Bottom Line: Urge incontinence is common problem but you can decrease the incontinent episodes by monitoring your foods and fluids. You don’t have to completely eliminate the culprits I’ve listed above you should decrease the consumption of these bladder irritants.

Urinary Incontinence-Don’t Suffer In Silence

December 20, 2014

Urinary incontinence is one of life’s most embarrassing problems. Millions of American women suffer from incontinence in silence. I see dozens of women every month with this problem and so many of them have been wearing pads and diapers for years because they were too embarrassed to bring up the problem with their physician. This blog will discuss the problem and why it is important to see a physician to get treatment.

There are millions of people who deal with the embarrassing and disruptive effects of urinary incontinence, yet it’s a health secret that is rarely discussed. Contrary to what a lot of people think, urinary incontinence is not a normal sign of aging. Yes, it is more common in older men and women but you don’t have to live with the problem as treatments are available.

There are several reasons for urinary incontinence, but for women, one of the most common is weakened muscles in the pelvic floor.
A woman’s body goes through many changes during a lifetime and weakness or injury to muscles in the pelvic floor can cause health issues for women of all ages. The group of muscles in the pelvic floor can be affected by aging, childbirth, posture or injury. This loss of support of the pelvic muscles can result in incontinence, pelvic pain, or pain with intercourse.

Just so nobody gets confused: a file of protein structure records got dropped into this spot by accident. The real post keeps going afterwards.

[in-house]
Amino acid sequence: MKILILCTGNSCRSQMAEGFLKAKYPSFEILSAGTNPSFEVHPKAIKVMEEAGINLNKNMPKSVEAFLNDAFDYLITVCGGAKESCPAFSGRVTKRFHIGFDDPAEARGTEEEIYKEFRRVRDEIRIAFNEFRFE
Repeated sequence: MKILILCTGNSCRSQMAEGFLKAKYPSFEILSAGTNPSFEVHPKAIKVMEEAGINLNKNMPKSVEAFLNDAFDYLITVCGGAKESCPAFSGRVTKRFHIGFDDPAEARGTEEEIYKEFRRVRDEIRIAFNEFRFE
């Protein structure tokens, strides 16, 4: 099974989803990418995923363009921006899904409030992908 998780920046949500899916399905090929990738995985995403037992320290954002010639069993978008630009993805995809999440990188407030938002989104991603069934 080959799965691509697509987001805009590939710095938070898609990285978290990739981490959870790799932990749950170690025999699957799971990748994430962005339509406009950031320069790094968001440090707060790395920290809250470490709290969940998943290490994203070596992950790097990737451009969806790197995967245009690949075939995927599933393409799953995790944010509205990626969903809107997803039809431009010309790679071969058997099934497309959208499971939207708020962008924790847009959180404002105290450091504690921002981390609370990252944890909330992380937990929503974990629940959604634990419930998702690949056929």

Weakened pelvic floor muscles can be strengthened with Kegel exercises. (see my website, http://www.neilbaum.com, for more information on Kegel exercises). For the problem of urgency and frequency and urge incontinence or overactive bladder, there are effective medications to treat this condition. Finally, for women with both kinds of incontinence due to weakened pelvic muscles, they can be treated successfully with physical therapy.

If you answer yes to any of these questions, you should speak to your physician as help is available:
Do you usually get a strong urge to urinate?
Do you always make it to the bathroom on time?
Do you leak urine when you sneeze or cough?
Do you leak urine during physical activity?
Do you get up more than once per night to urinate?
Do you feel heaviness in the pelvic area?

Bottom Line: If you’ve been keeping urinary incontinence a secret, you’re not alone. You don’t have to accept it. Help is available. Talk to your doctor.

Urinary Incontinence-Common Problem With Good Solutions

October 22, 2014